Without spoiling the plot, it's safe to say that Fry travels farther in this story, literally and figuratively, than in any previous Futurama story. Was a warm spot for Fry part of the the whacked-out science fiction plot from the beginning?
There were two camps we wanted to please with this return of Futurama. Actually, these two camps overlap, but we wanted to make sure both sides of the story were done well. One camp is the hardcore sci-fi fans, who get the big time-travel and space-battle story. The other camp are those hooked into our emotional, more relationship-based stories. That's where Fry and Leela come in.
I think we pulled it off, mixing the crazy sci-fi story -- all big guns and spaceships and a fleet of solid gold Death Stars -- and the emotional story. The emotional stories, those are harder to write, I think, but they have a bigger pay-off when they work. Making you feel moved at the end of all that crazy sci-fi fun stuff, that's when we feel like we've really done something and it's something we're really proud of.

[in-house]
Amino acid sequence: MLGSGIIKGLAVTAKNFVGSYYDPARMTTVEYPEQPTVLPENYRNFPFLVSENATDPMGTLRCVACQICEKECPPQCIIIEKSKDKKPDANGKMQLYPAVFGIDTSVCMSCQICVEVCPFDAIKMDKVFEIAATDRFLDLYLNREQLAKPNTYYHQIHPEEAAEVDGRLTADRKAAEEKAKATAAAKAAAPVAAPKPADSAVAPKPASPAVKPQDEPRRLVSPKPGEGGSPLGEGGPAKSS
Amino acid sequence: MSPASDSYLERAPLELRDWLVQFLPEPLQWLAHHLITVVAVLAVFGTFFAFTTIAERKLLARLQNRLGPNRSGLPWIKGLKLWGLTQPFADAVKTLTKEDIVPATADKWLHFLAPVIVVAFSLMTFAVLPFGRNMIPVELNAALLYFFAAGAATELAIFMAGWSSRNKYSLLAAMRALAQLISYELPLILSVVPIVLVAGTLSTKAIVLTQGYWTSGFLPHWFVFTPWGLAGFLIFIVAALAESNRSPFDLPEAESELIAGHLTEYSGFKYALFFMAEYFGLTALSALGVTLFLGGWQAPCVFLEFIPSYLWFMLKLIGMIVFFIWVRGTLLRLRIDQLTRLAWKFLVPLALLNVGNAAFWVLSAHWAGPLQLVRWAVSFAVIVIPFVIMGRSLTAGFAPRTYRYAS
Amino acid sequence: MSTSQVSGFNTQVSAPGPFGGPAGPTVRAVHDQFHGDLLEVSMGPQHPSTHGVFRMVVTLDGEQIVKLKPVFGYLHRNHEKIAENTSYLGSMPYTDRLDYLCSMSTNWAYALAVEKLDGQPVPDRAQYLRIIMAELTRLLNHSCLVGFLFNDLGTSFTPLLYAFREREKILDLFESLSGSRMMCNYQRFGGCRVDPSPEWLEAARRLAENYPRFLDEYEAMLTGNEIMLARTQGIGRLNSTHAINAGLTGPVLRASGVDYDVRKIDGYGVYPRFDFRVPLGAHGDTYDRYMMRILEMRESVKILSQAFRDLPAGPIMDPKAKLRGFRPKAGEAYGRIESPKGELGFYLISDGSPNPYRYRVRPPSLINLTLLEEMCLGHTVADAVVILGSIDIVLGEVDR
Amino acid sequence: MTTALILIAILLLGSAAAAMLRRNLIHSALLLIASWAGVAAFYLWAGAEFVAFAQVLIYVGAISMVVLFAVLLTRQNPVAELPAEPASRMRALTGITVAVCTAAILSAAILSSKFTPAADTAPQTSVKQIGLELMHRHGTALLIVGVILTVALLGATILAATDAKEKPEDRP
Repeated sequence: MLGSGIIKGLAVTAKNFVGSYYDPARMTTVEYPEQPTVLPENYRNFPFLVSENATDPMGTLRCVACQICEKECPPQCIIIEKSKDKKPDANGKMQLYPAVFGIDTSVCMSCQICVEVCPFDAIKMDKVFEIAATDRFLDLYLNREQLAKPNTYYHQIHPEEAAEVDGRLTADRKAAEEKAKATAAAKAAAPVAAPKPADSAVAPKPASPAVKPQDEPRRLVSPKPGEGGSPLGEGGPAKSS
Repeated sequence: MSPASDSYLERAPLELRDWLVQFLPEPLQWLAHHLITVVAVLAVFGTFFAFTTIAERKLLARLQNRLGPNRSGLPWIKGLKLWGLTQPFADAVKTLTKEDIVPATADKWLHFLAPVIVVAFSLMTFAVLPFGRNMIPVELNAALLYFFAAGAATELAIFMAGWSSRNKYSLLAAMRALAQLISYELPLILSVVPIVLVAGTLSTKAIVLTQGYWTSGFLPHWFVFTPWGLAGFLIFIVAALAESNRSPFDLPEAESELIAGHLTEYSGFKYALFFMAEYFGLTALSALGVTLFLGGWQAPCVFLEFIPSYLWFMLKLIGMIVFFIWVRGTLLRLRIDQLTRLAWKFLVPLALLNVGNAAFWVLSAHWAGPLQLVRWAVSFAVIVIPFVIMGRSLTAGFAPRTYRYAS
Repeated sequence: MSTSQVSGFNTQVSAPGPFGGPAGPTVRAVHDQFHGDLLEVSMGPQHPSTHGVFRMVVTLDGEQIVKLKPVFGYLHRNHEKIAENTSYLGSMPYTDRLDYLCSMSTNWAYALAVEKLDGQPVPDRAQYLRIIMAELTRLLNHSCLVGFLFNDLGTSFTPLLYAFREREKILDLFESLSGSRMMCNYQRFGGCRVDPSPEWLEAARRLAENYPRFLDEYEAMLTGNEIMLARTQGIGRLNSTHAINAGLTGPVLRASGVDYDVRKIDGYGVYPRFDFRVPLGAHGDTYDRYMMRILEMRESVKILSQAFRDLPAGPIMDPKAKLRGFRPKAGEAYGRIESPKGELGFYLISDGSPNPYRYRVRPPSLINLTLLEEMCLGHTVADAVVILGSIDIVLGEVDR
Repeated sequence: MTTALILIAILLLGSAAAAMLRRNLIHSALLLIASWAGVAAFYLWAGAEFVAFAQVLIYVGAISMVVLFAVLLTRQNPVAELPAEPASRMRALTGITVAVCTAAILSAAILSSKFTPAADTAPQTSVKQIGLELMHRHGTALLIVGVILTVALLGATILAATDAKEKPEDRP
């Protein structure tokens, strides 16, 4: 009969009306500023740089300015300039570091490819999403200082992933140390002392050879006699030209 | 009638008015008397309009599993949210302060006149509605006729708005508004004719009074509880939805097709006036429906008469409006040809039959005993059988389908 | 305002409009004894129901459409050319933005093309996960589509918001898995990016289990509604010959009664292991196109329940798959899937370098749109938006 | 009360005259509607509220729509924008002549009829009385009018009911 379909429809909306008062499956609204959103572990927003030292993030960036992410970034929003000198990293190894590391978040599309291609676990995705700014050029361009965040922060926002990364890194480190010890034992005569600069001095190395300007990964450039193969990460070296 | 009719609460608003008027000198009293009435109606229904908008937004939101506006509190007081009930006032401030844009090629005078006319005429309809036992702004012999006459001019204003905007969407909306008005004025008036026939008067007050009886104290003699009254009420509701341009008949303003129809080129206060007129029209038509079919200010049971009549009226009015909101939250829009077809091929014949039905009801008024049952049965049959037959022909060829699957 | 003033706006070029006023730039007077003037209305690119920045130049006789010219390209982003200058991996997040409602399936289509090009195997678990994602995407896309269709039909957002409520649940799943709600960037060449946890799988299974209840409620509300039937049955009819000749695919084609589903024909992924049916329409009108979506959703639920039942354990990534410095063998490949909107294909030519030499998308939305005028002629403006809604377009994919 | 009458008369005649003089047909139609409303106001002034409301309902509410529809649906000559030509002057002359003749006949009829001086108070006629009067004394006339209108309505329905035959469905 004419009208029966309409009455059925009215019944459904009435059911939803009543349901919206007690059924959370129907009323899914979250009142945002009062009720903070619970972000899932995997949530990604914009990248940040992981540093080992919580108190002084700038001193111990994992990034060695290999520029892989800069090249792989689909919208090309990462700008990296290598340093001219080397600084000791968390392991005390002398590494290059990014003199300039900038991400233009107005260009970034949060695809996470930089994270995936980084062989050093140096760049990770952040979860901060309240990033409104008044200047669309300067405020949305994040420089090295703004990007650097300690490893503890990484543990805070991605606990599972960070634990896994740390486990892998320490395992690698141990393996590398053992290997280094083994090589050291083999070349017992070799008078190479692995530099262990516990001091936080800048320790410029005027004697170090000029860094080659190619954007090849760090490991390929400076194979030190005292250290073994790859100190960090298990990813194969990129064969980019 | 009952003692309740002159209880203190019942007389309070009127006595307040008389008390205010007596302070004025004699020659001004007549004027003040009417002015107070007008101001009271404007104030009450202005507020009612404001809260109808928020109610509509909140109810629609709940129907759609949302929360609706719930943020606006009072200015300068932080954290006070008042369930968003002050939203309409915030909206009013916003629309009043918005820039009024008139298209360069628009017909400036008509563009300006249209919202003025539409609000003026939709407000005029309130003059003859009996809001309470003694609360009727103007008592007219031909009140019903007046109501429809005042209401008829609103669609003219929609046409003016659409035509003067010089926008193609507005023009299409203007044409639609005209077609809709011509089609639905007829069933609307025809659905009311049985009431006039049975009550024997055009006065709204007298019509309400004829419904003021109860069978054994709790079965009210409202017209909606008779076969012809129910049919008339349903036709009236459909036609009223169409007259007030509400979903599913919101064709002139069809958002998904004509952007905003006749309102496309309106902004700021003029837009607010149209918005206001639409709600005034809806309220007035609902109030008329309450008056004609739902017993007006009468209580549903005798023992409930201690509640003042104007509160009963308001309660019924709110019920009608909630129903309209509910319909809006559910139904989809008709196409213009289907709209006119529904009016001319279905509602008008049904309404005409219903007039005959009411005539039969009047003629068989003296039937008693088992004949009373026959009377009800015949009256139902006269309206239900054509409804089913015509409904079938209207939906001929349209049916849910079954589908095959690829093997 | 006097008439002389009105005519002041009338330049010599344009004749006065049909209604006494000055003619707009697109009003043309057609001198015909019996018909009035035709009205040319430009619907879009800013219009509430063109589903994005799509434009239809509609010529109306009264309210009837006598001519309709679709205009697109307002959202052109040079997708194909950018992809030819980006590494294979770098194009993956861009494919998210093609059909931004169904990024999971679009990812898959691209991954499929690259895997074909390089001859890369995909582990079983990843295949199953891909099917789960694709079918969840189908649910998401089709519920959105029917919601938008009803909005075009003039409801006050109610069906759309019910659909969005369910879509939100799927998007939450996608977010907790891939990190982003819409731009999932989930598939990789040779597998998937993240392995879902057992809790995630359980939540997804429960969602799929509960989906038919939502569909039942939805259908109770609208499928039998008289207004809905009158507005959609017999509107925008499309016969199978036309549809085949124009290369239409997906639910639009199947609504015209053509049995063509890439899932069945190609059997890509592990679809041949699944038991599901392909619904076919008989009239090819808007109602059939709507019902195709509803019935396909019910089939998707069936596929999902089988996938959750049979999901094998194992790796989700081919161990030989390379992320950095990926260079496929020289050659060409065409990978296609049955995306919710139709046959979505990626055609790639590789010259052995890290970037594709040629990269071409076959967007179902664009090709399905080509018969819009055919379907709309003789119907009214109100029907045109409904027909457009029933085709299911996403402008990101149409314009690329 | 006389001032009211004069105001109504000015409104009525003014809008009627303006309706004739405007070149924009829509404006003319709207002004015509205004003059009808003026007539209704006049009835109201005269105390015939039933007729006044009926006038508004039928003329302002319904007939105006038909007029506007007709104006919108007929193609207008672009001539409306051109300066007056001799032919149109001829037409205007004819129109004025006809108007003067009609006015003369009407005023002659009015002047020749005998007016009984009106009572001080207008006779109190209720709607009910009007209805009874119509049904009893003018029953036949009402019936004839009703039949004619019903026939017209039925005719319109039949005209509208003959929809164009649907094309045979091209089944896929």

What would you say to the original fans of Futurama who, while checking out the video store aisles, wonder if this is just some quickie knock-off trying to cash in on their love for the show?
First I'd say that I've been working full-time on this one for the past year and a half now, so it's definitely not a quickie. As far as "knock off," I'd answer that by saying that my chief condition for coming back -- the reason for it -- was working with the whole original team and the original cast of the show. Besides just bringing back the show, we wanted to have the most interesting team of writers, the most brilliant animators, the cast members. . . . Just getting a chance to work with these people again was a big reason for wanting to do this one. So it's definitely no knock-off. It was a full effort from everyone involved.
What fun stuff can we expect in the future installments?